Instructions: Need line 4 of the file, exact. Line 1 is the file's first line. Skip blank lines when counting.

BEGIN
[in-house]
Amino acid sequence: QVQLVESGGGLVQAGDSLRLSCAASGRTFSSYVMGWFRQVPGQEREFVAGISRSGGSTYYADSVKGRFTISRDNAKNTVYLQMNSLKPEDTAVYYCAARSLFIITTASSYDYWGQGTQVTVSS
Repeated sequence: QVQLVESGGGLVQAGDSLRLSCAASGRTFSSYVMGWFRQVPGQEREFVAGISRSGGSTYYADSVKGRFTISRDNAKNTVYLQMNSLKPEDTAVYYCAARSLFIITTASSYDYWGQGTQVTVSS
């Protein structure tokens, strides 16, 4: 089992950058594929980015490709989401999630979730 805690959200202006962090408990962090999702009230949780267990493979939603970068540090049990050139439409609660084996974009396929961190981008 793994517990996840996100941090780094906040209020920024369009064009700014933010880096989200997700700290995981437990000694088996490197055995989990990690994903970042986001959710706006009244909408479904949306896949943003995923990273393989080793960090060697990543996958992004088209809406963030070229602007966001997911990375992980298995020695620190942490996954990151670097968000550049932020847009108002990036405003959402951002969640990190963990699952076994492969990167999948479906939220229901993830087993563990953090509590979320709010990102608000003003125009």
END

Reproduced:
């Protein structure tokens, strides 16, 4: 089992950058594929980015490709989401999630979730 805690959200202006962090408990962090999702009230949780267990493979939603970068540090049990050139439409609660084996974009396929961190981008 793994517990996840996100941090780094906040209020920024369009064009700014933010880096989200997700700290995981437990000694088996490197055995989990990690994903970042986001959710706006009244909408479904949306896949943003995923990273393989080793960090060697990543996958992004088209809406963030070229602007966001997911990375992980298995020695620190942490996954990151670097968000550049932020847009108002990036405003959402951002969640990190963990699952076994492969990167999948479906939220229901993830087993563990953090509590979320709010990102608000003003125009």